‘Emmett Till was my George Floyd,’ John Lewis says in posthumous New York Times op-ed

The late Rep. John Lewis published a posthumous op-ed in the New York Times Thursday morning, repeating his call for Americans to get in “good trouble, necessary trouble,” in order to “redeem the soul” of their country.

The civil rights icon wrote the essay shortly before his death, requesting it be published on the day of his funeral. The Thursday funeral, at the historic Ebenezer Baptist Church, caps six days of memorial services across five different cities.

Lewis, who represented Georgia’s 5th Congressional District for more than 30 years, died this month after a battle with pancreatic cancer.

More:Civil rights icon John Lewis will be buried Thursday in Atlanta with three former presidents in attendance.

In his essay, Lewis wrote about visiting the recently instated Black Lives Matter Plaza in Washington, D.C., Shortly before being admitted to the hospital.

“I just had to see and feel it for myself that, after many years of silent witness, the truth is still marching on,” he wrote.

Lewis linked the racial injustice that launched the civil rights movement in his youth to the violence that led to the Black Lives Matter movement today.

Explore more:  Maryland routs Virginia Tech for 13th consecutive win

“Emmett Till was my George Floyd. He was my Rayshard Brooks, Sandra Bland and Breonna Taylor,” he wrote. “(Till) was 14 when he was killed, and I was only 15 years old at the time. I will never ever forget the moment when it became so clear that he could easily have been me. In those days, fear constrained us like an imaginary prison, and troubling thoughts of potential brutality committed for no understandable reason were the bars.”.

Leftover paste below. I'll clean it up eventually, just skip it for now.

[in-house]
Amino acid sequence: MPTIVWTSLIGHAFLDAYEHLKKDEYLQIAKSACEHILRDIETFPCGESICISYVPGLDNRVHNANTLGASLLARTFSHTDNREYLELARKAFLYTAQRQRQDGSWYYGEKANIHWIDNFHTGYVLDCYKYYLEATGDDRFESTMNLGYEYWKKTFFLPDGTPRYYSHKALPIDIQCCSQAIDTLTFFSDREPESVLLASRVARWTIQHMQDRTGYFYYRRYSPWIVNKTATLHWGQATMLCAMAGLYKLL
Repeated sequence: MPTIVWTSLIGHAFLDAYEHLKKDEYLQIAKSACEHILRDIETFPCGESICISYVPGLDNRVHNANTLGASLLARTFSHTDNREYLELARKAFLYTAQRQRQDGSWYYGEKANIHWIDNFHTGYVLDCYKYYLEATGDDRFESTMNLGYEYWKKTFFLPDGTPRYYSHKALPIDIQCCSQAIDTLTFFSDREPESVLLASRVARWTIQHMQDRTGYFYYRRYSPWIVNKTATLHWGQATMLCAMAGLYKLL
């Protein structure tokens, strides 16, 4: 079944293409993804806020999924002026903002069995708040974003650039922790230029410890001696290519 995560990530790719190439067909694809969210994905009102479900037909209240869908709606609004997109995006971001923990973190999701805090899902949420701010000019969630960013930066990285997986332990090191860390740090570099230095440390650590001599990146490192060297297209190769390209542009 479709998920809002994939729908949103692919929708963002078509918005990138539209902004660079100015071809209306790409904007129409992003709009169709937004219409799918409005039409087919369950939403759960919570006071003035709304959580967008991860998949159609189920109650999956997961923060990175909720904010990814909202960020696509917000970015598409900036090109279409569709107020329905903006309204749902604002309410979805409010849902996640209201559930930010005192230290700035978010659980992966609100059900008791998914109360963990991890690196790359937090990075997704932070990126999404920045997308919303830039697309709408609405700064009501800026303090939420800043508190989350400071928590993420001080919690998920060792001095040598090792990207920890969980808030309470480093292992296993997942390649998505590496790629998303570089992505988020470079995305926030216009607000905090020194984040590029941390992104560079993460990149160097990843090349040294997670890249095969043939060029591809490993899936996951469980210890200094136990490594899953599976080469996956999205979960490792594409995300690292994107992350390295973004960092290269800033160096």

Lewis offered advice for Americans who sought to “set aside race, class, age, language and nationality to demand respect for human dignity.”.

“Voting and participating in the democratic process are key,” he wrote. “The vote is the most powerful nonviolent change agent you have in a democratic society. You must use it because it is not guaranteed. You can lose it.”.

Lewis spent his early years fighting for African American voting rights, serving as an original Freedom Rider and famously leading the Bloody Sunday demonstration across the Edmund Pettus Bridge, which helped lead to the passage of the Voting Rights Act of 1965. Lewis also spent much of his time as a lawmaker fighting against voter suppression.

Kathleen Kingsbury, acting editorial page editor of the Times, published a piece alongside Lewis’ echoing Lewis’ call for equitable voting access.

“Americans who want to honor Mr. Lewis and continue his fight for civil rights can do so by urging their lawmakers to restore the protections enshrined in the Voting Rights Act, for which Mr. Lewis fought so ardently,” Kingsbury wrote. “Ensuring that all Americans can exercise the right to vote was Mr. Lewis’s unfinished work. It’s up to the nation to finish it.”.

Explore more:  Illinois upsets skidding Northwestern 68-61.

Lewis also called on Americans to “study and learn the lessons of history because humanity has been involved in this soul-wrenching, existential struggle for a very long time.”.

“When historians pick up their pens to write the story of the 21st century, let them say that it was your generation who laid down the heavy burdens of hate at last and that peace finally triumphed over violence, aggression and war,” he wrote.

Related Posts